How waivers work
Getting a waiver
A team must receive a waiver in order to do some things with a player’s contract. Like:
– assign it to a minor league team, if a player meets some conditions
– trade it to another major league team, under some conditions
– give a player his unconditional release (we saw this with Sexson and Vidro, for instance). We’re not going to discuss this one as we walk through this.
To get a waiver, a team notifies MLB. Waivers are batched up by the day they’re received (days run from 2pm-2pm eastern time). A team can only request waivers on seven players in any day.
Making waiver claims
Then other teams can enter waiver claims. They essentially have two business days to make the claim.
So if tomorrow I request a waiver for Carlos Silva and get that in before 2pm Eastern, other teams have until 1pm Eastern on Tuesday to notify the league they’d like to make a waiver claim.
If no one claims the player, the team requesting waivers gets them and can do whatever it was they wanted to do in the first place. They get a nice waiver notice which presumably is emailed to them.
Who gets a claim
One team claims, they get the waiver claim
More than one team claims, the precedence order goes worst record in the same league to best record in same league and then the other league. This is a dumb rule. The way the precedence is determined is also complicated, and not “record at time of claim”.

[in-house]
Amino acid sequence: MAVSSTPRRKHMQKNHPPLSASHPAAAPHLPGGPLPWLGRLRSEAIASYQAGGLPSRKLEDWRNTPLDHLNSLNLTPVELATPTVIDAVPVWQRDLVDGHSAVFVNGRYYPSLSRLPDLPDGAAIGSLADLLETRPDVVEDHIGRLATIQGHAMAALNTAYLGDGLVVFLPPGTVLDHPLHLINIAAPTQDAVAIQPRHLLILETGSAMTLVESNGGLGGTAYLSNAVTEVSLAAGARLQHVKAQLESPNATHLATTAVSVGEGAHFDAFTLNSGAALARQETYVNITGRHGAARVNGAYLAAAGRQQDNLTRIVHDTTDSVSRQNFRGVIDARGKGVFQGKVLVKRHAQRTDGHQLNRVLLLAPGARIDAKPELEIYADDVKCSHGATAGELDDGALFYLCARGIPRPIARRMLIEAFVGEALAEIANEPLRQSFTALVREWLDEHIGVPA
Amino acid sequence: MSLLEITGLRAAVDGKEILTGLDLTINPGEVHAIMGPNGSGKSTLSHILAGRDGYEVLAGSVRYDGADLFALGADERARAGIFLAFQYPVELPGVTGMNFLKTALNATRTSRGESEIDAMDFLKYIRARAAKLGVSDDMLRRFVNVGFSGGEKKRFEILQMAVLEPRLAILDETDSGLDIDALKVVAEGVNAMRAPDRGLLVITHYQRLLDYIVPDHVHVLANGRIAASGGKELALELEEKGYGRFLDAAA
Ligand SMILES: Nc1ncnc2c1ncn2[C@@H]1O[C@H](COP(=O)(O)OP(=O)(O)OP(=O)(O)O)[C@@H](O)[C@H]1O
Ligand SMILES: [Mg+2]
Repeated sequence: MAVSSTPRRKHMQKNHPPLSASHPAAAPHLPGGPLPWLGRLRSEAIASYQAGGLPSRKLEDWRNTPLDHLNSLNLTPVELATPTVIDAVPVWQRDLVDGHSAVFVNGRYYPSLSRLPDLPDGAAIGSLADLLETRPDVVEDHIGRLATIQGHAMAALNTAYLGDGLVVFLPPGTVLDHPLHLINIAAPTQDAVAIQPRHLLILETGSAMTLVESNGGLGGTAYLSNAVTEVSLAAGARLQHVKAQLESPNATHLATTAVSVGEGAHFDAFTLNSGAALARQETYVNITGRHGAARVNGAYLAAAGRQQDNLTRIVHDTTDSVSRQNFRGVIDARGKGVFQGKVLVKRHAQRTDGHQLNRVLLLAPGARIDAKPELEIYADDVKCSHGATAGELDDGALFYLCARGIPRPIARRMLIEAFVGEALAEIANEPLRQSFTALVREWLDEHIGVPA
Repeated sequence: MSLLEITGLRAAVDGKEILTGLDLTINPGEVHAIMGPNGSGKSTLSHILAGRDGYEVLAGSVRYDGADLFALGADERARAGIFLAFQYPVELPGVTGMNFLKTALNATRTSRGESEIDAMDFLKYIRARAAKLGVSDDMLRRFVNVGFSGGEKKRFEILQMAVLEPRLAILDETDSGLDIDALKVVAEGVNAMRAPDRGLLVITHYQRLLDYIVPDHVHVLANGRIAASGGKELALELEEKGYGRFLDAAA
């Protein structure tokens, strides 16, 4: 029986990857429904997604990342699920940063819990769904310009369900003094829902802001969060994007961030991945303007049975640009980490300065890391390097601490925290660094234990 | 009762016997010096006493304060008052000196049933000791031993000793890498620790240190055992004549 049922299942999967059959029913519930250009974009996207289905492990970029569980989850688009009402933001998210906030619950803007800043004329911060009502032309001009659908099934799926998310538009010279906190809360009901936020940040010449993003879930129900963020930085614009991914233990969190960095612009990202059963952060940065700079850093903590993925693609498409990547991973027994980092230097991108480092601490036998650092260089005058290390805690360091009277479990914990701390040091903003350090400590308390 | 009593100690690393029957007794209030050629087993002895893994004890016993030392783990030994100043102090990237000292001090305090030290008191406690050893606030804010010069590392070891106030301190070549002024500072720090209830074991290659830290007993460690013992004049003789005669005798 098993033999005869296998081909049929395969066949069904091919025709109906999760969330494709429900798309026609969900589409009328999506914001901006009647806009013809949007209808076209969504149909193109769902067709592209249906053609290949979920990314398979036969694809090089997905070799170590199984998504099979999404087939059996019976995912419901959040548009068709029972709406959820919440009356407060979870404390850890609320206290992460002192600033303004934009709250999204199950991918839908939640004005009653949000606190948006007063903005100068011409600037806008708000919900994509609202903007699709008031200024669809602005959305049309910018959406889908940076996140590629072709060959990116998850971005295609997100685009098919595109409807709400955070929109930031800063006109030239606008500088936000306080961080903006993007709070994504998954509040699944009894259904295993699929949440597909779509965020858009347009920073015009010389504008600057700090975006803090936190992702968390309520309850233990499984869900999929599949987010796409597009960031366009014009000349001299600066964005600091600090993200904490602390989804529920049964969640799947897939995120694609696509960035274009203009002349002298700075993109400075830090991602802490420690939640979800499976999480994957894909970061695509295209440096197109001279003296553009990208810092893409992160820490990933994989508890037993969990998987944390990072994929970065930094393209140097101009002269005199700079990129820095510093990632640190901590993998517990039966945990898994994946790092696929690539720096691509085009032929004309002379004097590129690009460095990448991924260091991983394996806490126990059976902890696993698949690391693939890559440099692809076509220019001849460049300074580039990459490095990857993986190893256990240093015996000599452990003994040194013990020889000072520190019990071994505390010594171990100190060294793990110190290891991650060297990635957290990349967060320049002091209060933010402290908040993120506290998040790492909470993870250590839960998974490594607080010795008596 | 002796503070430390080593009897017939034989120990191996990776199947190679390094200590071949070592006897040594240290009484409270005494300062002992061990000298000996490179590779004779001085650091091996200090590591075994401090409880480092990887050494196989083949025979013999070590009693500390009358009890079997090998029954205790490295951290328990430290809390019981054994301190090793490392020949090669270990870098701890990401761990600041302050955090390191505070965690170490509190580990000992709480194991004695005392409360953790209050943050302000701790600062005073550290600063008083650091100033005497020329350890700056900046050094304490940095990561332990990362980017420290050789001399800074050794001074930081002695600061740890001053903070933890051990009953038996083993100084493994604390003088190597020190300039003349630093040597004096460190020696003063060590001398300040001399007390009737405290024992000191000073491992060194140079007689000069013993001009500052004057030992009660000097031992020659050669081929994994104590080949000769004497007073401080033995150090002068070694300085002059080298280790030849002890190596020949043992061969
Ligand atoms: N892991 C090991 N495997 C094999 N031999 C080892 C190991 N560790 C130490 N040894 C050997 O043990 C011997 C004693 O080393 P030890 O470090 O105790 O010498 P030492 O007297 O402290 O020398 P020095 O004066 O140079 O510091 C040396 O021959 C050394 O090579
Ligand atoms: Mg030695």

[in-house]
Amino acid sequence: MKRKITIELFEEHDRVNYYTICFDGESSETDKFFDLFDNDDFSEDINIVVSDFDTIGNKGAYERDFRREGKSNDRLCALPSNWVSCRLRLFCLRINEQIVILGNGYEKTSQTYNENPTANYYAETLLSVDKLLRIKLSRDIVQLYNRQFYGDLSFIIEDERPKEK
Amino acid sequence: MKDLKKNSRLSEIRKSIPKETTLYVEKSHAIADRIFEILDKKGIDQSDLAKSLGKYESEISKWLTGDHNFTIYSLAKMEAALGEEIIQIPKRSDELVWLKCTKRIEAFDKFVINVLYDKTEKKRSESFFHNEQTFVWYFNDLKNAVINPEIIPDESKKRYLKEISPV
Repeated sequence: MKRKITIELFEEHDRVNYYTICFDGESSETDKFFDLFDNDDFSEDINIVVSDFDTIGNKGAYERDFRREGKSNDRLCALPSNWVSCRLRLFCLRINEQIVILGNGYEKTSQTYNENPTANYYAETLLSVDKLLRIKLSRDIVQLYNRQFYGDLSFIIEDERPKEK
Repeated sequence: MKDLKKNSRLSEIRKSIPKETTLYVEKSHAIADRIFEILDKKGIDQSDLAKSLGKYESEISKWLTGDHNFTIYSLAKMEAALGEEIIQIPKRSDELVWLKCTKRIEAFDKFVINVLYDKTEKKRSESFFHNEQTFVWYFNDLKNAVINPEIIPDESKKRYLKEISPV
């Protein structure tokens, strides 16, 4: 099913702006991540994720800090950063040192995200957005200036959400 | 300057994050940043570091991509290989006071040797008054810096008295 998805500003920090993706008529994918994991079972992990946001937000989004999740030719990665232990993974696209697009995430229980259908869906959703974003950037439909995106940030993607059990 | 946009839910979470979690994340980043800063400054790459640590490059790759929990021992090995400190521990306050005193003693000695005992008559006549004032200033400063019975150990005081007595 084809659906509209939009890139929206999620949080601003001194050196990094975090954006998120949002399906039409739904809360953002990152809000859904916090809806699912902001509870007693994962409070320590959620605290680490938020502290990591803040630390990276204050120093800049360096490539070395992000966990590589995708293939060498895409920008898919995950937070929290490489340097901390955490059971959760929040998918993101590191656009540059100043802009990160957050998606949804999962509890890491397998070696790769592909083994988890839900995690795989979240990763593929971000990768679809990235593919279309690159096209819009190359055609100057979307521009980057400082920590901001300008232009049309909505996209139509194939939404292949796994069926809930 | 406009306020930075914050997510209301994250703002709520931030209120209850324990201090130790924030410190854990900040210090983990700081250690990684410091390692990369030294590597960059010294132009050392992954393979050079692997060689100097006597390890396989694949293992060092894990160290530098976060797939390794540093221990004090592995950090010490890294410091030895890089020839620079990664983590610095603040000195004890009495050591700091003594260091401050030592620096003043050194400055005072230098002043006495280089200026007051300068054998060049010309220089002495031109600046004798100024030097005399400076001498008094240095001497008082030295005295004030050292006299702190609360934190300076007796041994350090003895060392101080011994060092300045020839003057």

Then MLB sends a nice note to the requesting team that tells them what claims were made. The rule is “any claims”.
The requesting team now has a couple of options:
Let the claiming team take the contract
If no action is taken, the player’s assigned to the claiming team. The team losing the player gets a token amount of cash.
This seems to be frequently overlooked. If someone puts on a claim on Carlos Silva in the previous example, and when I call them up they tell me they want an extra player, or they’re just blocking a trade, or they made a mistake and meant to claim another player, well, it really sucks to be them, because in a month I’m going to sympathize with them about how hard it is to get sour cream out of the clubhouse carpeting.
Make a deal
Work out a means of compensation, either in prospects who don’t have to go through waivers, cash, or gift certificates to the Body Shop. There’s a time limit on this.
Withdraw the waiver request
This is the only leverage the requesting team has: threatening to keep the guy.
If the team requesting a waiver on a player can’t work out a deal with the claiming team, they can withdraw their request. The player stays on their team, and if they were requesting waivers for purpose of a transaction, they’re stuck unable to make that move.
If they do that, they can still try this trick again, but with an added twist:
Requesting waivers again
If a player’s pulled back, a team can request a waiver on the same player again (this is kind of confusing in the rules, by the way, which says “no you can’t request waivers twice” and then “requesting waivers twice in the same period…”)
In this case, the waivers are irrevocable: the requesting team can’t pull the player back. So if you request again post-August 1st, the second time whoever wins the claim war automatically gets them. They don’t have to make a deal or anything.
That doesn’t mean that if the player clears, they have to release him.